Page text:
Posts Tagged ‘enough’

Do I Already Have It?

April 5, 2017

I read a blog post this morning from Joshua Becker, becoming minimalist, about shopping. He suggested that most of us have more than enough in our homes already. Joshua asks the reader to ask themselves ‘what if I don’t?’.

What will happen if you don’t buy another pair of jeans? Think about how many you already have. How many pairs of jeans are enough? That is another question for another day.

Today my question is: Do I already have it?  Sometimes we overlook things that we already have that can be repurposed to fill a different need.

I was watching the Today Show yesterday morning and a guest gardening expert on the show was talking about spring gardening. As many of you probably know, I’m a gardener. I just love digging in the dirt and creating beautiful gardens so this segment captured my undivided attention. This gardening expert was talking about starting new plants by seed – to save money. Great idea! An even better idea was to take a clear plastic egg container to use as a mini-planter. The small spaces to contain eggs are a perfect size to start each new seed. The lid captures the moisture to keep the little plants watered – it acts as a terrarium. And since it’s clear plastic it will be easy to see the little plants sprout. A new use for something you probably already have. No need to buy small pots in which to start your seeds.

When I had a tree cut down earlier this year I asked the men to save 3 sections of the tree for me. These sections of the tree are now placed strategically on my patio. I’m using one as a table and the other two can be places to sit or as plant stands. A new use for something that I had.

Many times before I go to work with a client they will ask me what should I buy? My response is always, please wait until we work together. I’m not sure yet what you’ll need and we may be able to use something you already have!

If you’re doing some spring cleaning please take a moment to think about these points before you go out to buy organizing supplies.

  1. Take everything out of the cupboard, drawer, closet – whatever space you’re organizing
  2. Sort the items
  3. Remove anything to recycle, donate, or toss
  4. Remove anything that you’re keeping but that doesn’t belong in that space
  5. Now, evaluate the remaining items
  6. Do you need some organizing supplies?
  7. Look around your house
  8. See if you have anything that would work
  9. If you do, great!
  10. If you do not, then make a note of the size container(s) you’ll need and the number before you go shopping.

Feel free to email me any questions you may have regarding an area that you want to organize. I’m happy to offer a few suggestions.

Ask yourself these two questions you begin your projects and you’re thinking of shopping:

  1. What if I don’t? (from Joshua Becker)
  2. Do I already have it? (from Diane Quintana)Thinking woman in glasses looking up at many question marks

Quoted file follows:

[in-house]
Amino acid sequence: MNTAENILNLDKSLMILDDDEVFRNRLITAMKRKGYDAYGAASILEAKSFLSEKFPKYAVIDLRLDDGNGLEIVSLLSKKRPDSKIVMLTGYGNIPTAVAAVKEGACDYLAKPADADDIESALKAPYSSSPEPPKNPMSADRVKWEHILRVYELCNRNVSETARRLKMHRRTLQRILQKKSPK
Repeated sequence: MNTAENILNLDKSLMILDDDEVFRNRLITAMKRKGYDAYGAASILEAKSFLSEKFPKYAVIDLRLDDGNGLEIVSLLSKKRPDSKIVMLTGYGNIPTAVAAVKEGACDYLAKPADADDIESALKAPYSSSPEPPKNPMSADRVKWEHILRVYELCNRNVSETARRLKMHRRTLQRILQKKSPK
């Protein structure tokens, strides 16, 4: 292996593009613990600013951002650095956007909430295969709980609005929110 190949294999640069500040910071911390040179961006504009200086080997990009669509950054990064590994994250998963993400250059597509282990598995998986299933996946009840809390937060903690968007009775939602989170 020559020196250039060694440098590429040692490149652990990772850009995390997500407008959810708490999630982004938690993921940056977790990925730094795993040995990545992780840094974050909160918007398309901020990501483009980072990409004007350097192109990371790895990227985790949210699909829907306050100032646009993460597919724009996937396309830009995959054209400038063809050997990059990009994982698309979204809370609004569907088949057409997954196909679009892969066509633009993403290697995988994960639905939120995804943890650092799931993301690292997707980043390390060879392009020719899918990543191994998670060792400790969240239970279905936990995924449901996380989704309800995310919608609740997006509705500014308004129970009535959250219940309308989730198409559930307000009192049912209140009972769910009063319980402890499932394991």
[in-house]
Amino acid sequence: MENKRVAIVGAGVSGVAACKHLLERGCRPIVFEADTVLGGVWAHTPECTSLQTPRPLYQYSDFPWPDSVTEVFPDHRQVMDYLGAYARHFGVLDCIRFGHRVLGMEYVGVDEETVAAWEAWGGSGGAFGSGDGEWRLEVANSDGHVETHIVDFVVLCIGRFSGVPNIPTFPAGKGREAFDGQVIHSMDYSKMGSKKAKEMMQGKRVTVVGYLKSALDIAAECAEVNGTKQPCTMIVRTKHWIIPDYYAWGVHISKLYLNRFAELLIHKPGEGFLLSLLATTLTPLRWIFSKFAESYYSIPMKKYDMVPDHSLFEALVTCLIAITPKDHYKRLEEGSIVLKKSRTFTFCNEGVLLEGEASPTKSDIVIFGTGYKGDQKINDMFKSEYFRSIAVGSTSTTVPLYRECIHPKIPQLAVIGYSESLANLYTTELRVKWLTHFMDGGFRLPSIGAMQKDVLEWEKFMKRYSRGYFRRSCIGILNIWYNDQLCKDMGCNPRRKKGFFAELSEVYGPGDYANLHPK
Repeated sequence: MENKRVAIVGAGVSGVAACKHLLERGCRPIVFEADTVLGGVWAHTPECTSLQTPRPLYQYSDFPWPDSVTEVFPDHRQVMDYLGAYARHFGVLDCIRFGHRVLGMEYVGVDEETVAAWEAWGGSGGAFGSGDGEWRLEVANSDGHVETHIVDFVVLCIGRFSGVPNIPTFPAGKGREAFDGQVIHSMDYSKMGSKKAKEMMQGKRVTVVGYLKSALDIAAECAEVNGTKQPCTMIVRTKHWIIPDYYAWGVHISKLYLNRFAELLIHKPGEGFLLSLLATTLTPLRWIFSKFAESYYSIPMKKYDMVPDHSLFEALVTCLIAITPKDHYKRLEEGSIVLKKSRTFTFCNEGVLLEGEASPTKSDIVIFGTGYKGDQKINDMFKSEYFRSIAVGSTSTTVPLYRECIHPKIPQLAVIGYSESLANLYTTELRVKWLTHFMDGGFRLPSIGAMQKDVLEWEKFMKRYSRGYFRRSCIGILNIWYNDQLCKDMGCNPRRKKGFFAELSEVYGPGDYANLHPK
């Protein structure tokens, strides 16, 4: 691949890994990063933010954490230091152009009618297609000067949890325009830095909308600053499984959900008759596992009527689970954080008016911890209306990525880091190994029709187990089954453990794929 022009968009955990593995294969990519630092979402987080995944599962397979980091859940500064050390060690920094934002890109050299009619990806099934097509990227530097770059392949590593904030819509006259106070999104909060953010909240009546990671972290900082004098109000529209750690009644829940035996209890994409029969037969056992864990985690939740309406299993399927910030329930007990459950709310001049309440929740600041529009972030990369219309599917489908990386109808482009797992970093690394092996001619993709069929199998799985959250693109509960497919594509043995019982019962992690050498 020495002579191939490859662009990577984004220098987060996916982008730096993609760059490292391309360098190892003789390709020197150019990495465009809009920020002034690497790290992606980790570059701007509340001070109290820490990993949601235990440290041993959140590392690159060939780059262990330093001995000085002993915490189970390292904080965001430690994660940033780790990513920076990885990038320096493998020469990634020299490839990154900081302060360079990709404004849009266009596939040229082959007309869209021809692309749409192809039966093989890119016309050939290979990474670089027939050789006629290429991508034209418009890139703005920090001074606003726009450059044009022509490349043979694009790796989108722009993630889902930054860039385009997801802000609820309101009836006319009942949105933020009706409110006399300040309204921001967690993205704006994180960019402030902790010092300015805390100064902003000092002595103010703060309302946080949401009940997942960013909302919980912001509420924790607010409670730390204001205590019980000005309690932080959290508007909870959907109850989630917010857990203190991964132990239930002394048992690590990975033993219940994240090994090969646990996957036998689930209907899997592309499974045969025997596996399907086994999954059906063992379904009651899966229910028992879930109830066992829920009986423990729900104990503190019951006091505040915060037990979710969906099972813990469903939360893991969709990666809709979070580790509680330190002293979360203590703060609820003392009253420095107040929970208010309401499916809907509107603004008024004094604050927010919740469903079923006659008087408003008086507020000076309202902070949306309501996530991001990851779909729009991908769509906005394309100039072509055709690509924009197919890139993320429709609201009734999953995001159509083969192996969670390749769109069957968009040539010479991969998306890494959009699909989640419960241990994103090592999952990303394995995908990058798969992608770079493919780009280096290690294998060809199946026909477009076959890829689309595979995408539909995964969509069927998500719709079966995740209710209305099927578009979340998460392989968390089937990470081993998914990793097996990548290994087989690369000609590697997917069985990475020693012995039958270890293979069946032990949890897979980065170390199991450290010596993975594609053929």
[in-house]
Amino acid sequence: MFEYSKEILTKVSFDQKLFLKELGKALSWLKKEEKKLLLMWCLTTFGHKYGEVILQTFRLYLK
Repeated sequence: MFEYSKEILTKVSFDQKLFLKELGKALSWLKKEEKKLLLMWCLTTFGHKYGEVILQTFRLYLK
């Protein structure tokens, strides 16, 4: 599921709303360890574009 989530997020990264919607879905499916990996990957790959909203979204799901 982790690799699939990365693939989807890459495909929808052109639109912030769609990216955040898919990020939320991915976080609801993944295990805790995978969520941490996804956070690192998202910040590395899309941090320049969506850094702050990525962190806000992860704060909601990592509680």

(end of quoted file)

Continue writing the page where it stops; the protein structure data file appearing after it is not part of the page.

Limits?

January 11, 2017

 

Scattered clothes

Happy New Year! I’m so happy to be starting this New Year by writing a blog to share with you. I’ve been thinking a lot about limits recently and why it’s important to know what your personal limits are.

This has come up because some of my clients have had trouble determining how much is enough.

We all have physical limits that are pre-determined by the home in which we live. The closets and cupboards can create limits for us if we let them. However, we sometimes (and yes – I am including myself in this discussion) cram things into these spaces thinking that we can ‘make room’.

I have found that the best way to ‘make room’ is to remove everything from the cupboard or closet and only return those items which you absolutely KNOW that you use and/or love. The temptation is to push things around or to restack everything inside the closet or cupboard because it does take time to completely empty the space and make those decisions.

How does knowing your limit apply here? Well, if you’re headed out to go shopping and you come across a dress or a new platter and you know that your cupboard or closet is full and that you’ve reached the limit of what the space will contain easily. It’s easier to say to yourself something like “I know that if I bring something more into this space I will be removing things that I don’t use or love – do I want it badly enough to reorganize the space or can I decide not to bring it into my home”.

We also have physical limits in terms of what we can physically do. I can’t lift very heavy weights. I know not to try to lift something really heavy because I will end up hurting myself and I definitely don’t want to do that.

Can you change your physical limits? Sure, through diet and exercise or through modifications you may be able to change some things. For instance, I love to walk and I walk at a pretty fast pace. One of my friends walks with me sometimes. I used to have to slow my pace to accommodate my friend. Since we’ve been walking together regularly his pace has picked up and he can walk farther before asking that we turn around. His limit has increased.

We also have spending limits. Do you want to incur more debt to buy this one item or do you have enough at home? Is it necessary to spend this money or can you make the decision to tell yourself ‘not now’. Knowing your spending limits is key. How do you do this? You create a budget and check it regularly.

Another way to curb your spending is to only carry cash. I know it’s inconvenient but it is effective. Without a credit or debit card in your wallet you have to be mindful of your spending limit. I have more about the benefits of carrying cash in my book: Now What? A Simple Organizing Guide.